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Monday, January 24, 2011

3G will boost VAS earnings - Airtel

Bharti Airtel Ltd., India's largest mobile phone operator by subscribers, Monday said it expects third-generation services to help stabilize its fast-dropping average revenue per user--a key gauge of profitability--and add to earnings.
President Mobile Services at Bharti Airtel Atul Bindal, left, with operations Director Vineet Taneja at the launch of third generation services by Airtel.
Third-generation services allow multimedia capabilities on mobile networks and are likely to improve the operating performance of telecom companies as they can charge higher tariffs in a market where cut-throat competition has dented their revenue growth, margins, average revenue per user, or ARPU, and profitability.
ARPUs for Indian telecom operators have also dropped over the past couple of years as companies tapped lower revenue generating rural customers.
"We expect the ARPUs to definitely stabilize to a much greater extent than they would have been otherwise for the very simple reason that there would be an explosion in terms of new products and services on the non-voice side," Atul Mohan Bindal, president of mobile services, said at the launch of the company's 3G services in the southern state of Karnataka.
He expects the 3G offering to attract customers from rival networks, especially after mobile number portability--which lets users change operators without changing numbers--was launched in the country from Jan. 20.
"I cannot put a number to it...But I will be very surprised if it [3G] is not EPS [earnings per share] accretive," Sanjay Kapoor, chief executive of the company's operations in India and South Asia, told reporters.
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Noah Seelam/AFP/Getty Images
A vendor used his mobile phone at a vegetable market in Hyderabad.
Brokerage Motilal Oswal estimates Bharti Airtel's ARPU in India in the quarter ended Dec. 31 to have slipped 1% sequentially, to 200 rupees ($4.4). For the financial third quarter, the company is expected to report a net profit of 15.96 billion rupees, down 3.9% from the previous quarter, on revenue of 158.23 billion rupees, up 4% sequentially, according to the average of estimates in a Dow Jones Newswires poll of 16 analysts.
The company is slated to report its third-quarter results on Feb. 2. Neither Bindal nor Kapoor said if the 3G services would boost ARPUs in the current January-March quarter.
Analysts said operators are unlikely to make any immediate profit on 3G services due to the high costs they incurred to acquire the bandwidth, including interest expenses on debt. Bharti Airtel itself won 3G radio spectrum in 13 of India's 22 telecom circles through an auction last year for 122.95 billion rupees.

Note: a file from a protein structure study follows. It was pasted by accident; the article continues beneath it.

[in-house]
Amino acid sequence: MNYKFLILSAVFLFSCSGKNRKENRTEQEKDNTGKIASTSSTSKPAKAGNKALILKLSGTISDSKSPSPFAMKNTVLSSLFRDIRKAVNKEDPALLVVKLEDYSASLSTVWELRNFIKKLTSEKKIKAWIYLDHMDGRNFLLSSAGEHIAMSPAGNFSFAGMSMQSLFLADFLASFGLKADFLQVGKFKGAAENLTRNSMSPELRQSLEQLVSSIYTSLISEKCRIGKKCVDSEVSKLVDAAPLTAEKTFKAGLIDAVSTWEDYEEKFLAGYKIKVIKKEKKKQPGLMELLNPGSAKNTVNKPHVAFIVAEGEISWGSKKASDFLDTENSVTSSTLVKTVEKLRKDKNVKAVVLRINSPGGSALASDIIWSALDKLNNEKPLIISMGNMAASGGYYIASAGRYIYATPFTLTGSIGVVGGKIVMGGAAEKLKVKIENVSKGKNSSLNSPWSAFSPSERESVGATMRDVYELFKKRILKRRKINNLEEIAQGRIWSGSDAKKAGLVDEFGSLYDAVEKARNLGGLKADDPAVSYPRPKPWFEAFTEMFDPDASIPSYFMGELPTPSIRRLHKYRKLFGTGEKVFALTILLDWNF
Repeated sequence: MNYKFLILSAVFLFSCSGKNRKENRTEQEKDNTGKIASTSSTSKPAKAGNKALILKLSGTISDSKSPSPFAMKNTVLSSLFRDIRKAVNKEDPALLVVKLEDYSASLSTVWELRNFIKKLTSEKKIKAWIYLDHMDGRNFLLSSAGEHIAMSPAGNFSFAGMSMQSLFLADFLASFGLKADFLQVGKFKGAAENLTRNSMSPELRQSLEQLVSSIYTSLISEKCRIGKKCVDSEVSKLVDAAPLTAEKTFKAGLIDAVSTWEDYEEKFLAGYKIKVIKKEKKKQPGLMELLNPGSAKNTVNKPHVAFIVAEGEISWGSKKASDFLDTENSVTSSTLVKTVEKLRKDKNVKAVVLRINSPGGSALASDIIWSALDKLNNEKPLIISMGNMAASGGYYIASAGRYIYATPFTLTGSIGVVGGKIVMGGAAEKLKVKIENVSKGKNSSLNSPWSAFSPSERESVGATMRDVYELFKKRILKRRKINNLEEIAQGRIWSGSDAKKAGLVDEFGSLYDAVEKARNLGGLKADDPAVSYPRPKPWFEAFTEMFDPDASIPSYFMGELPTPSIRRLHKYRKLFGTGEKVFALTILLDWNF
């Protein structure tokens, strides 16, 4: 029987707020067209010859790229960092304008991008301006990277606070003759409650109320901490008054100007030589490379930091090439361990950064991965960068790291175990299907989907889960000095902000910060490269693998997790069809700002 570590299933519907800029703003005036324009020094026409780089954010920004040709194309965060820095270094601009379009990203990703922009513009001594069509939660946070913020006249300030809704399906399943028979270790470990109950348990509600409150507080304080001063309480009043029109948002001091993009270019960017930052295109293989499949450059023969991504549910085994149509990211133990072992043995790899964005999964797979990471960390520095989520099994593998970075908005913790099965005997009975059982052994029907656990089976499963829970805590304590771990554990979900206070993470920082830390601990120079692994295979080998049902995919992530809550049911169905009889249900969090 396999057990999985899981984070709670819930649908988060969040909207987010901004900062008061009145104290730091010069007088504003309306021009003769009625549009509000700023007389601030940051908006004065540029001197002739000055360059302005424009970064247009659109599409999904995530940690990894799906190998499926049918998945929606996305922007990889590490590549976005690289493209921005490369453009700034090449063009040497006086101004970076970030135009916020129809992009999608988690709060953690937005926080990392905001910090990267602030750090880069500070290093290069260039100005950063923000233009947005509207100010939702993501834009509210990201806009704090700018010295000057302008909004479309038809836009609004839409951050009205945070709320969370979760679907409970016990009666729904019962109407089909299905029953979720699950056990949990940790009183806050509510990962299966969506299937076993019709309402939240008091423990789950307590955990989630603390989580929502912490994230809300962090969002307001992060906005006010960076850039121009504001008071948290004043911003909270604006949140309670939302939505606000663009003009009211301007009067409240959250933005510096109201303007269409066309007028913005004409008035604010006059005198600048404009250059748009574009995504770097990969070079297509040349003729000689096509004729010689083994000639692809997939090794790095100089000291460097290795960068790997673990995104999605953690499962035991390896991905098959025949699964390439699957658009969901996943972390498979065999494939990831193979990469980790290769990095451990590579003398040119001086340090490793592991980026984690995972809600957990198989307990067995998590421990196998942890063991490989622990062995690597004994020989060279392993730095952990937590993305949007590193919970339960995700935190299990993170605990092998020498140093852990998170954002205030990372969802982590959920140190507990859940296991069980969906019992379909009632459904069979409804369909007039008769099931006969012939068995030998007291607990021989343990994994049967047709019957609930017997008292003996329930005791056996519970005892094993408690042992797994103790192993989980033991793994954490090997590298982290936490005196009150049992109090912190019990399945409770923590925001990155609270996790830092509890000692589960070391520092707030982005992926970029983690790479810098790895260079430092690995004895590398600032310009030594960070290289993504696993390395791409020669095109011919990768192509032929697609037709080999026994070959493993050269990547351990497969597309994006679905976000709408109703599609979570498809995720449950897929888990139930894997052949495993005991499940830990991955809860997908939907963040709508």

The company plans to launch 3G services across all the 13 areas by the end of March. It became the third private operator after Tata Teleservices Ltd. and Reliance Communications Ltd. to launch 3G services in the world's fastest-growing telecommunications market.
Bharti Airtel reiterated that it is in advanced talks with other operators for arrangements to offer 3G services beyond the 13 areas, Mr. Bindal said, without naming the potential partners. Rivals such as Vodafone Essar Ltd., which plans to launch its 3G services during January-March, and Reliance Communications have also said they were talking to operators for similar tie-ups.
State-run Bharat Sanchar Nigam Ltd. and Mahanagar Telephone Nigam Ltd.--which didn't have to participate in the auction and were allocated bandwidth in 2008--launched 3G services in early 2009, but have so far received a lukewarm response.
Meanwhile, on mobile number portability, Mr. Kapoor said the service hasn't been a "game changer" in any part of the world, and won't be so in India.
"In fact, more people migrated from one operator to another because [for example] one had an iPhone and the other didn't," Mr. Kapoor said.
The company, India's largest mobile phone operator by subscribers, became the third private operator after Tata Teleservices Ltd. and Reliance Communications Ltd. in launching 3G services in the world's fastest growing telecommunications market.
The company had won 3G radio spectrum in 13 of India's 22 telecom circles through an auction last year for 122.95 billion rupees ($2.69 billion).
State-run Bharat Sanchar Nigam Ltd. and Mahanagar Telephone Nigam Ltd.--which didn't have to participate in the auction and were allocated bandwidth in 2008--launched 3G services in early 2009, but have so far got a lukewarm response.
Third-generation services allow multimedia capabilities on mobile networks and are likely to improve the operating performance of telecom companies as they can charge higher tariffs in a market where cut-throat competition has hurt their profitability

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